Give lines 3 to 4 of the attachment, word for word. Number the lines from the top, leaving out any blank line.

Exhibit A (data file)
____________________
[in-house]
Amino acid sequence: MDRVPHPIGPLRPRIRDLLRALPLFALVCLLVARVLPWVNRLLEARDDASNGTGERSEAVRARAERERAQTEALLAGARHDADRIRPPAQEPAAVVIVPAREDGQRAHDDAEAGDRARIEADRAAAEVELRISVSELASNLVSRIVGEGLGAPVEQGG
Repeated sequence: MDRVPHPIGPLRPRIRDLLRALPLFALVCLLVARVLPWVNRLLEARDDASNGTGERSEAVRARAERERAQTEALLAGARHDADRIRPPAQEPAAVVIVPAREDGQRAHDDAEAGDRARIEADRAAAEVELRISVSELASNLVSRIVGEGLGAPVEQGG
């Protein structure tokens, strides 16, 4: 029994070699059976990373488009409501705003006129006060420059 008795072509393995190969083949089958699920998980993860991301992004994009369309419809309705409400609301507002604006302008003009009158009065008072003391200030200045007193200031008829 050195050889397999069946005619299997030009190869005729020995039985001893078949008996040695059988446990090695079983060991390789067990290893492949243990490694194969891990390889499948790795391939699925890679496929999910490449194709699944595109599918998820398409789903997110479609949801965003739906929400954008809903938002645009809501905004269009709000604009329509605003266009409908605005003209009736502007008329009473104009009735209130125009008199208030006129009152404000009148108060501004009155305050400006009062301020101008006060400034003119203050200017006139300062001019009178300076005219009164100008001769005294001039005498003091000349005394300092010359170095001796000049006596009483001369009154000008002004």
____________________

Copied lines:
Repeated sequence: MDRVPHPIGPLRPRIRDLLRALPLFALVCLLVARVLPWVNRLLEARDDASNGTGERSEAVRARAERERAQTEALLAGARHDADRIRPPAQEPAAVVIVPAREDGQRAHDDAEAGDRARIEADRAAAEVELRISVSELASNLVSRIVGEGLGAPVEQGG
């Protein structure tokens, strides 16, 4: 029994070699059976990373488009409501705003006129006060420059 008795072509393995190969083949089958699920998980993860991301992004994009369309419809309705409400609301507002604006302008003009009158009065008072003391200030200045007193200031008829 050195050889397999069946005619299997030009190869005729020995039985001893078949008996040695059988446990090695079983060991390789067990290893492949243990490694194969891990390889499948790795391939699925890679496929999910490449194709699944595109599918998820398409789903997110479609949801965003739906929400954008809903938002645009809501905004269009709000604009329509605003266009409908605005003209009736502007008329009473104009009735209130125009008199208030006129009152404000009148108060501004009155305050400006009062301020101008006060400034003119203050200017006139300062001019009178300076005219009164100008001769005294001039005498003091000349005394300092010359170095001796000049006596009483001369009154000008002004």